Task Shifting and Task Sharing-general:
- Global Health Workforce Alliance Resource library on task shiftingexternal icon
- How Surge Staffing Can Fight COVID-19external icon
- Task-shifting: experiences and opinions of health workers in Mozambique and Zambiaexternal icon
- Task Shifting the Management of Non-Communicable Diseases to Nurses in Kibera, Kenya: Does It Work?external icon
- Delegation and Task-Shiftingpdf iconexternal icon
Surgery and Anesthesia:
- Task shifting and task sharing for neurosurgeons amidst the COVID-19 pandemicexternal icon
- Bridging the human resource gap in surgical and anesthesia care in low-resource countries: a review of the task sharing literatureexternal icon
- Surgical Task-Sharing to Non-specialist Physicians in Low-Resource Settings Globally: A Systematic Review of the Literatureexternal icon
Management of Chronic Conditions:
- What to Know About HIV and COVID-19
- Task Shifting for Non-Communicable Disease Management in Low and Middle Income Countries-A Systematic Reviewexternal icon
- Task sharing with non-physician health-care workers for management of blood pressure in low-income and middle-income countries: a systematic review and meta-analysisexternal icon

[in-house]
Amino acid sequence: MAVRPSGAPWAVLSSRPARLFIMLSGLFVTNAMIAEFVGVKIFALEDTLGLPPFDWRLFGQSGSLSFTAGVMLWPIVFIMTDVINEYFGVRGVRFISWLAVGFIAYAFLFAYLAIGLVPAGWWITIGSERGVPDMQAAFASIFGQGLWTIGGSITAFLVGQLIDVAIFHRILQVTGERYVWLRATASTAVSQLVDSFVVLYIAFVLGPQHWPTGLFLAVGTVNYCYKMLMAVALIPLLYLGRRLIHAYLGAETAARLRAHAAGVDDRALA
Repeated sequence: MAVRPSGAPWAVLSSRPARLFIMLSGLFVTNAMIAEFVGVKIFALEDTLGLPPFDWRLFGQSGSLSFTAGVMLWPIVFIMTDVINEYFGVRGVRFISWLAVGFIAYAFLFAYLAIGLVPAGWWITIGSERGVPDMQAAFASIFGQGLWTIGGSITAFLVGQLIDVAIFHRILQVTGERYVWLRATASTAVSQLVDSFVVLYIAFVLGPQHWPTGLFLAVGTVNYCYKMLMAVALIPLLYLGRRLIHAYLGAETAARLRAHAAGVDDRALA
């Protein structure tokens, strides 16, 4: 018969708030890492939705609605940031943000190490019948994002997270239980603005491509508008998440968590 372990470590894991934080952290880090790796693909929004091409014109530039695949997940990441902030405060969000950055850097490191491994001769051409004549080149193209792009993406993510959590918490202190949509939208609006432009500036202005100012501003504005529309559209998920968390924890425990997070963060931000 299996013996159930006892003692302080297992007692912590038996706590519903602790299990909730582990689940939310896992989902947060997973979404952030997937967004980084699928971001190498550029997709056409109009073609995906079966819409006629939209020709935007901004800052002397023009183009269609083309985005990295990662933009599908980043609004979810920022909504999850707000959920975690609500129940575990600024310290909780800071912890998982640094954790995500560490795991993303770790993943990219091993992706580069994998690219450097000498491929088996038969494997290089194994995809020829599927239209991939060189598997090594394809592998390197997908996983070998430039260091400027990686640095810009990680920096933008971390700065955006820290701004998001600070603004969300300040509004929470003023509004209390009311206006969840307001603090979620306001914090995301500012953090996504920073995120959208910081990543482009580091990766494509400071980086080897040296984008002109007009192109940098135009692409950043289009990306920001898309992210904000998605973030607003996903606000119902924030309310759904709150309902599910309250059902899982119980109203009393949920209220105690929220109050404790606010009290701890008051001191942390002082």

- Task-sharing Interventions for Cardiovascular Risk Reduction and Lipid Outcomes in Low- And Middle-Income Countries: A Systematic Review and Meta-Analysisexternal icon
- Caring for Children and Adolescents With Eating Disorders in the Current Coronavirus 19 Pandemic: A Singapore Perspectiveexternal icon
- Human resources for mental health care: current situation and strategies for actionexternal icon
- Task Sharing Approaches to Improve Mental Health Care in Rural and Other Low Resource Settings: A Systematic Reviewexternal icon
- Mental Health Collaborative Care and Its Role in Primary Care Settingsexternal icon
Maternal, Newborn, and Child Health Care
- Operational Considerations for Maintaining Essential Services for and Providing Maternal, Newborn, and Child Healthcare in Low-Resource Countries
Economic Impact of Task Shifting:
- Economic evaluation of task-shifting approachesexternal icon
- Does task shifting yield cost savings and improve efficiency of health systems? A systematic review of evidence from low-income and middle-income income countriesexternal icon
Considerations in Protecting Healthcare Workers
- WHO, Treat, Train, Retain. The AIDS and health workforce plan. Report on the consultation on AIDS and human resources for health., Geneva: World Health Organization , 2006.